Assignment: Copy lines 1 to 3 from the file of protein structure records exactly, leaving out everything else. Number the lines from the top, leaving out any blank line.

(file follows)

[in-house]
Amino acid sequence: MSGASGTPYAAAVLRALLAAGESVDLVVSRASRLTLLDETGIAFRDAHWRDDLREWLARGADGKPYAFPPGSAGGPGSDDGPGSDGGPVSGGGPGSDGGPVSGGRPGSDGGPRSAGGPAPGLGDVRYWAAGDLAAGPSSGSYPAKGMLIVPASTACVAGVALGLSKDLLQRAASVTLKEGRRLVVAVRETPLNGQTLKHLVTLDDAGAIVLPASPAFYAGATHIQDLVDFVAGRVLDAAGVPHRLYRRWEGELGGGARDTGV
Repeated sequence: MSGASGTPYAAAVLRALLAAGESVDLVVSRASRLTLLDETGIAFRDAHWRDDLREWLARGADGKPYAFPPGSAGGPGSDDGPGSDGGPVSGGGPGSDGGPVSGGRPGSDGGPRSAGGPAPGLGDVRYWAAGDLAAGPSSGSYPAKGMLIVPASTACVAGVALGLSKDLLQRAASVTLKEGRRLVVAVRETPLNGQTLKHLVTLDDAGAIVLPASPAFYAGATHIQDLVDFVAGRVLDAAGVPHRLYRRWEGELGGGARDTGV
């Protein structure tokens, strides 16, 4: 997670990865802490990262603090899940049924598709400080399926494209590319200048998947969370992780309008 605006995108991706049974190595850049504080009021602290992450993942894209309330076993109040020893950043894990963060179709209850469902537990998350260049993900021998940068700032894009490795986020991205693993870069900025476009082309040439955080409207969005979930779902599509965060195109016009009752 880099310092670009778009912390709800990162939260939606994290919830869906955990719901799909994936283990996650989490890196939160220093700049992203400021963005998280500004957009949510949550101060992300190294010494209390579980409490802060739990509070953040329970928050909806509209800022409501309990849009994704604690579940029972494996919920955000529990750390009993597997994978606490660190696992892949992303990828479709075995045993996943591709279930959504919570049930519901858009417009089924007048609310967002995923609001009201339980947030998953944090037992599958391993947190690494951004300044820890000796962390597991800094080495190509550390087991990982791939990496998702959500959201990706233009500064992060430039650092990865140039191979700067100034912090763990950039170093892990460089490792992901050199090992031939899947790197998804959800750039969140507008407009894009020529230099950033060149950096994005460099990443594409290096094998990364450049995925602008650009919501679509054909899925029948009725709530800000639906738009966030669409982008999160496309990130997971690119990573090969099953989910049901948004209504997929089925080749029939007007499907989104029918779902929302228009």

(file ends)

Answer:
[in-house]
Amino acid sequence: MSGASGTPYAAAVLRALLAAGESVDLVVSRASRLTLLDETGIAFRDAHWRDDLREWLARGADGKPYAFPPGSAGGPGSDDGPGSDGGPVSGGGPGSDGGPVSGGRPGSDGGPRSAGGPAPGLGDVRYWAAGDLAAGPSSGSYPAKGMLIVPASTACVAGVALGLSKDLLQRAASVTLKEGRRLVVAVRETPLNGQTLKHLVTLDDAGAIVLPASPAFYAGATHIQDLVDFVAGRVLDAAGVPHRLYRRWEGELGGGARDTGV
Repeated sequence: MSGASGTPYAAAVLRALLAAGESVDLVVSRASRLTLLDETGIAFRDAHWRDDLREWLARGADGKPYAFPPGSAGGPGSDDGPGSDGGPVSGGGPGSDGGPVSGGRPGSDGGPRSAGGPAPGLGDVRYWAAGDLAAGPSSGSYPAKGMLIVPASTACVAGVALGLSKDLLQRAASVTLKEGRRLVVAVRETPLNGQTLKHLVTLDDAGAIVLPASPAFYAGATHIQDLVDFVAGRVLDAAGVPHRLYRRWEGELGGGARDTGV